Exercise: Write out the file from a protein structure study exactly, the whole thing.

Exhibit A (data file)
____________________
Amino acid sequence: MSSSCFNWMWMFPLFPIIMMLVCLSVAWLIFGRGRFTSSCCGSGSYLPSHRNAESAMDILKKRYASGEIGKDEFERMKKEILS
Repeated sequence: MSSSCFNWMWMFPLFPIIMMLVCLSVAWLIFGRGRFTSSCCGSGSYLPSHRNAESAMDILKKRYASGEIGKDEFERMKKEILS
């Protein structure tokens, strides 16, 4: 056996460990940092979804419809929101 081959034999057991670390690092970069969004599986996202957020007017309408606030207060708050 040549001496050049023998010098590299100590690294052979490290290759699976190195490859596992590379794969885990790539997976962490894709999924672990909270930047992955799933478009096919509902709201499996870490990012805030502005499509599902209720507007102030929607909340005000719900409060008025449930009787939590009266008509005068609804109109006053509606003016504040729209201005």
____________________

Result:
Amino acid sequence: MSSSCFNWMWMFPLFPIIMMLVCLSVAWLIFGRGRFTSSCCGSGSYLPSHRNAESAMDILKKRYASGEIGKDEFERMKKEILS
Repeated sequence: MSSSCFNWMWMFPLFPIIMMLVCLSVAWLIFGRGRFTSSCCGSGSYLPSHRNAESAMDILKKRYASGEIGKDEFERMKKEILS
């Protein structure tokens, strides 16, 4: 056996460990940092979804419809929101 081959034999057991670390690092970069969004599986996202957020007017309408606030207060708050 040549001496050049023998010098590299100590690294052979490290290759699976190195490859596992590379794969885990790539997976962490894709999924672990909270930047992955799933478009096919509902709201499996870490990012805030502005499509599902209720507007102030929607909340005000719900409060008025449930009787939590009266008509005068609804109109006053509606003016504040729209201005």